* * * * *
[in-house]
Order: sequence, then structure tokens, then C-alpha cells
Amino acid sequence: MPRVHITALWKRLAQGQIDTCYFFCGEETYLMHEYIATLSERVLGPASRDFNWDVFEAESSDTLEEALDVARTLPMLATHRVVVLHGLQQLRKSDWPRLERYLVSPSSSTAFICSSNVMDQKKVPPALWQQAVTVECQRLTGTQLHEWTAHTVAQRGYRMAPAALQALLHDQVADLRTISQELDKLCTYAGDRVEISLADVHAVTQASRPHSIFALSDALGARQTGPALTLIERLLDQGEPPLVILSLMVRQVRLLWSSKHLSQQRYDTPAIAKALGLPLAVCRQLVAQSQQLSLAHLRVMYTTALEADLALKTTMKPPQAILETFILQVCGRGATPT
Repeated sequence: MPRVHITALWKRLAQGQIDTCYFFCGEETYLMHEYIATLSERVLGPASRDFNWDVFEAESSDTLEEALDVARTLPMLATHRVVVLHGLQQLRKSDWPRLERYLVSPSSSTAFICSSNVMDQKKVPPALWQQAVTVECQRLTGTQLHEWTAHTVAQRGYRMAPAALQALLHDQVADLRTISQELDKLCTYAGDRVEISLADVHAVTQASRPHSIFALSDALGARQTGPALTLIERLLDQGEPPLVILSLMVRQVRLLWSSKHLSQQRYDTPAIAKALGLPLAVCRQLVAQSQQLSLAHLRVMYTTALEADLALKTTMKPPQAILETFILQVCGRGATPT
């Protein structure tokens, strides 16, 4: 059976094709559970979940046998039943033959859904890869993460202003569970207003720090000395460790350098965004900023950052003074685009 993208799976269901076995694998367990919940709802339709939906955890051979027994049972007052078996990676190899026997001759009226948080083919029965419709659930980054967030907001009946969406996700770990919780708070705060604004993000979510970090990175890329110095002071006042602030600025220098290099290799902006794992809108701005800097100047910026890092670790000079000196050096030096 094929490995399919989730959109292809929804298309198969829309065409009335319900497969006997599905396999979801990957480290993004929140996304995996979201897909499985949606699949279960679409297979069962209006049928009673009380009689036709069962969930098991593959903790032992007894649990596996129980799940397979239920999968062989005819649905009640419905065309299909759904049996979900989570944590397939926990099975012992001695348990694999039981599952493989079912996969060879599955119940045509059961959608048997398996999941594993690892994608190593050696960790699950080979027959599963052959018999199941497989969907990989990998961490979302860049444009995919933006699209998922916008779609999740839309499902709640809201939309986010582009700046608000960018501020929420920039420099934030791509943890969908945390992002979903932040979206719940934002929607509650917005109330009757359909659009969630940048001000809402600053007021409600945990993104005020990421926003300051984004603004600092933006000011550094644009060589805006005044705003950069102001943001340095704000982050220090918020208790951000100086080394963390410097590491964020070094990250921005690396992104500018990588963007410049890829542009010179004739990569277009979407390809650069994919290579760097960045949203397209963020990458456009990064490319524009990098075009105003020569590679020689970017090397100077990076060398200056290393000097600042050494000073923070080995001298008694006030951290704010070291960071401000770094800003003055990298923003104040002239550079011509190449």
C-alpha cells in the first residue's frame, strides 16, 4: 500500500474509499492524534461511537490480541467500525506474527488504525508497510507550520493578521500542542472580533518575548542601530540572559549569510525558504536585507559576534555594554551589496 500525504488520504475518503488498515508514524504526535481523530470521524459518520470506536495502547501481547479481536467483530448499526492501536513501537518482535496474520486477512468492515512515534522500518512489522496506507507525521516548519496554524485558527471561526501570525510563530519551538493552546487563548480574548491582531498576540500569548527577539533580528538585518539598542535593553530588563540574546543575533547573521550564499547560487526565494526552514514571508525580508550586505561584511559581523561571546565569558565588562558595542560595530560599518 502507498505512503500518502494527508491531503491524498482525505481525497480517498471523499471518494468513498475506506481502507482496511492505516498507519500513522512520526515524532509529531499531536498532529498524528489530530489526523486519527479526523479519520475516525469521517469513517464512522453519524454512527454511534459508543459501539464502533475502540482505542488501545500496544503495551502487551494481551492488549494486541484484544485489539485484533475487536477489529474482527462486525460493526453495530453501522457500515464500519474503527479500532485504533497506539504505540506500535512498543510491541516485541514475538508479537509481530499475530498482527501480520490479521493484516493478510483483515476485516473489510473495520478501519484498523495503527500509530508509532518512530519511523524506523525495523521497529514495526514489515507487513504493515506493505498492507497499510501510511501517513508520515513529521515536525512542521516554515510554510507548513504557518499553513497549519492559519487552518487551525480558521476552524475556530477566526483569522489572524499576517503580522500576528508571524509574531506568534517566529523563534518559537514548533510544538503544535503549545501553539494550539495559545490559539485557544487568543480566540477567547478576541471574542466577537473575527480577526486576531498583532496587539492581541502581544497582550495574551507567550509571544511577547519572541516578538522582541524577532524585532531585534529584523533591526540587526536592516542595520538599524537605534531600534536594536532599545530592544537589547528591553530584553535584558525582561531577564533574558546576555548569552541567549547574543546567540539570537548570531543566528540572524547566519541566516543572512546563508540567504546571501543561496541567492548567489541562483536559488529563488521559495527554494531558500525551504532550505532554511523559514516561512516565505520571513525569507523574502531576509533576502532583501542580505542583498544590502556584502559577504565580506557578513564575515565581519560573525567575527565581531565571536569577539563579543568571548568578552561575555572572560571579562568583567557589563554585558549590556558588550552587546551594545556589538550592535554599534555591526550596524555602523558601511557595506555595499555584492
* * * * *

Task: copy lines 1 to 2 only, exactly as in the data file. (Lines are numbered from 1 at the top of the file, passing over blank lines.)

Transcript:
[in-house]
Order: sequence, then structure tokens, then C-alpha cells